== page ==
A 22-year-old man has tested positive for Covid-19, according to county health officials.
Mariposa County Public Health Officer Dr. Eric Sergienko provided details about the positive case on Tuesday morning at the Mariposa County Board of Supervisors meeting.
“That person was tested at the OptumServe site (county testing facility),” Sergienko said.
The man is employed outside of the county, and according to officials, it appears as though he acquired Covid-19 as part of a workplace cluster in Stanislaus County.
“It was recognized by the employer that they had a workplace cluster, and that employer asked that all of the staff go home, quarantine themselves and get tested,” said Sergienko.
At this moment, the man remains in isolation and will be monitored on a daily basis. A contact tracing team determined that due to his self-quarantine, there are no known contacts.
“That person had been appropriately in quarantine after the time he got tested,” Sergienko explained. “That person will be out of isolation if they continue their course, by the 21st of June.”
As far as the region goes, Sergienko said there has been an uptick in cases in Stanislaus and Fresno counties.
“Both of those are seeing community transmission and they really are no longer able to do any effective contact tracing,” Sergienko said. “Specifically in Stanislaus County — I talked with their health officer — and they are getting a lot of workplace associated outbreaks.”
At this time, there is no evidence of community transmission inside Mariposa County. Still, officials continue to emphasize the importance of staying vigilant when it comes to following health guidelines.
Sergienko said he is encouraging everyone to remember the basics when it comes to staying safe during Covid-19.
“Wash your hands, (use) hand hygiene, cover your cough, stay home if you’re sick, stay away from ill people,” Sergienko said.
Testing continues to take place at the old middle school facility on Silva Road, which is being referred to as the OptumServe testing site. That testing is free and a doctor referral is not required. However, tests are done by appointment only.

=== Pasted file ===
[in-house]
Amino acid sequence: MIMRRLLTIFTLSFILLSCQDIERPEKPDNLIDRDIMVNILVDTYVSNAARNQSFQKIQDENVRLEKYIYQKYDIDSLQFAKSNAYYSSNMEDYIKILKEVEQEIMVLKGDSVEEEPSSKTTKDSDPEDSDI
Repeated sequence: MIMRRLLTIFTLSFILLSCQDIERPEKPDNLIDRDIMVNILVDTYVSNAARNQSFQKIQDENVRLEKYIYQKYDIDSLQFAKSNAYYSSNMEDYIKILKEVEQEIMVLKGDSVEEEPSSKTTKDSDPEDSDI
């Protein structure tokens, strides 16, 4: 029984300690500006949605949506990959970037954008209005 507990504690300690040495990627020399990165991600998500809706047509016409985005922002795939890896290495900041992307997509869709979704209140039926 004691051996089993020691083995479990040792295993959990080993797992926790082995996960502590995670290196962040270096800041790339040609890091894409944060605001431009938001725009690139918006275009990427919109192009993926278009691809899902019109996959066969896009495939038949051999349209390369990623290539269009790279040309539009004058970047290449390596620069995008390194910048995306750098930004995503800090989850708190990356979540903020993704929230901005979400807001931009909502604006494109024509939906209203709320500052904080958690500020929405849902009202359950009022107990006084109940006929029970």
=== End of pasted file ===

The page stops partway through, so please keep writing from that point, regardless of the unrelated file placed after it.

You must register for an appointment before arriving to the facility at 5171 Silva Road. To sign up for a test, visit Lhi.care/covidtesting or call (888) 634-1123 for more information or to make an appointment. Testing officials ask for insurance information, but the state is paying for any deductible, so there is no cost to anyone getting tested.
Sergienko then shifted his focus to Yosemite National Park, where the gates reopened last week after several months of being shut to the public.
Yosemite reopened on June 11 and is using a reservation system to allow a smaller amount of guests into the park.
The concern is that reopening the park could lead to several guests from outside the county, from areas of higher transmission.
Lodging establishments are also under the magnifying glass, so to speak.
A health order was implemented recently, following California Department of Public Health (CDPH) guidance. The order mandates a 24 hour rest period between the time lodging is vacated and housekeeping personnel comes in to clean.
Sergienko commented on that order, now that it has been in place for a week.
“I recognize the burden that presents to lodging owners, but I feel it is a prudent measure, based on the fact we are inviting people from the Bay Area and L.A., where we are seeing an increase in cases. The pandemic has not gone away,” Sergienko said.
Sergienko said people “will be” vacationing in Mariposa County, which will increase the chances of spread. He did say that days from now, officials will look at the latest data and determine whether the 24 hour “hold” could be rolled back to three hours.
“We will look at our data of one incubation period and two incubation periods (from now) of 14 days and 28 days and see if we’ve had a change in disease transmission. If we haven’t, we may be able to step back the 24 hour hold to a three hour hold,” Sergienko said.
Sergienko said he isn’t endorsing the three hour time period, because if that three hour period is decided upon, one caveat is that cleaning personnel will be mandated to use personal protective equipment (PPE).
“It requires an N-95 respirator,” Sergienko said. “I would rather have them available for healthcare workers, and keep housekeeping staff protected by that 24 hour period.”